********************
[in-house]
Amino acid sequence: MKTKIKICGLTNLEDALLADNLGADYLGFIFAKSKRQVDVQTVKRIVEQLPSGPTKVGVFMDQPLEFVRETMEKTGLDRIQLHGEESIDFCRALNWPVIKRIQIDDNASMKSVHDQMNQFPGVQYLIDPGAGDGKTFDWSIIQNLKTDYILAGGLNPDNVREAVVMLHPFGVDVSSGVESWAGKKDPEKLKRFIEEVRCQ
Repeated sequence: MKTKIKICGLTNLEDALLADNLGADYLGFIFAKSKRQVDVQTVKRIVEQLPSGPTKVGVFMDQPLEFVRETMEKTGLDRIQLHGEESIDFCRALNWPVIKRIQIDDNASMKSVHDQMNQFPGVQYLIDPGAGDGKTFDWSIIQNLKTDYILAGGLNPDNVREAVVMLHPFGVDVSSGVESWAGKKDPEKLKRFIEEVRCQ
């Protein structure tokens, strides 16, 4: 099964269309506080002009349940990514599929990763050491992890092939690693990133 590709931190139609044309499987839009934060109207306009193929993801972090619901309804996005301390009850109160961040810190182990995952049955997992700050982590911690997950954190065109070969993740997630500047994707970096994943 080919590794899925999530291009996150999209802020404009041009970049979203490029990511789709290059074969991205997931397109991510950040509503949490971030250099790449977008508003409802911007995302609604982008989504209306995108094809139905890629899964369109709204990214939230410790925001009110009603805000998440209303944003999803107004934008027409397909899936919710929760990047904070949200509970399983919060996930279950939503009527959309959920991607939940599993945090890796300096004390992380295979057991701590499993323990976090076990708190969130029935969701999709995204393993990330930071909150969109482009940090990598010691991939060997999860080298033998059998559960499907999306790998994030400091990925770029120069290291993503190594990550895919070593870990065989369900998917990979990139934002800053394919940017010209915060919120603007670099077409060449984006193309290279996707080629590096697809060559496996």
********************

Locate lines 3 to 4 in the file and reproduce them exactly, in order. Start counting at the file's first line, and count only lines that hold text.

Repeated sequence: MKTKIKICGLTNLEDALLADNLGADYLGFIFAKSKRQVDVQTVKRIVEQLPSGPTKVGVFMDQPLEFVRETMEKTGLDRIQLHGEESIDFCRALNWPVIKRIQIDDNASMKSVHDQMNQFPGVQYLIDPGAGDGKTFDWSIIQNLKTDYILAGGLNPDNVREAVVMLHPFGVDVSSGVESWAGKKDPEKLKRFIEEVRCQ
């Protein structure tokens, strides 16, 4: 099964269309506080002009349940990514599929990763050491992890092939690693990133 590709931190139609044309499987839009934060109207306009193929993801972090619901309804996005301390009850109160961040810190182990995952049955997992700050982590911690997950954190065109070969993740997630500047994707970096994943 080919590794899925999530291009996150999209802020404009041009970049979203490029990511789709290059074969991205997931397109991510950040509503949490971030250099790449977008508003409802911007995302609604982008989504209306995108094809139905890629899964369109709204990214939230410790925001009110009603805000998440209303944003999803107004934008027409397909899936919710929760990047904070949200509970399983919060996930279950939503009527959309959920991607939940599993945090890796300096004390992380295979057991701590499993323990976090076990708190969130029935969701999709995204393993990330930071909150969109482009940090990598010691991939060997999860080298033998059998559960499907999306790998994030400091990925770029120069290291993503190594990550895919070593870990065989369900998917990979990139934002800053394919940017010209915060919120603007670099077409060449984006193309290279996707080629590096697809060559496996």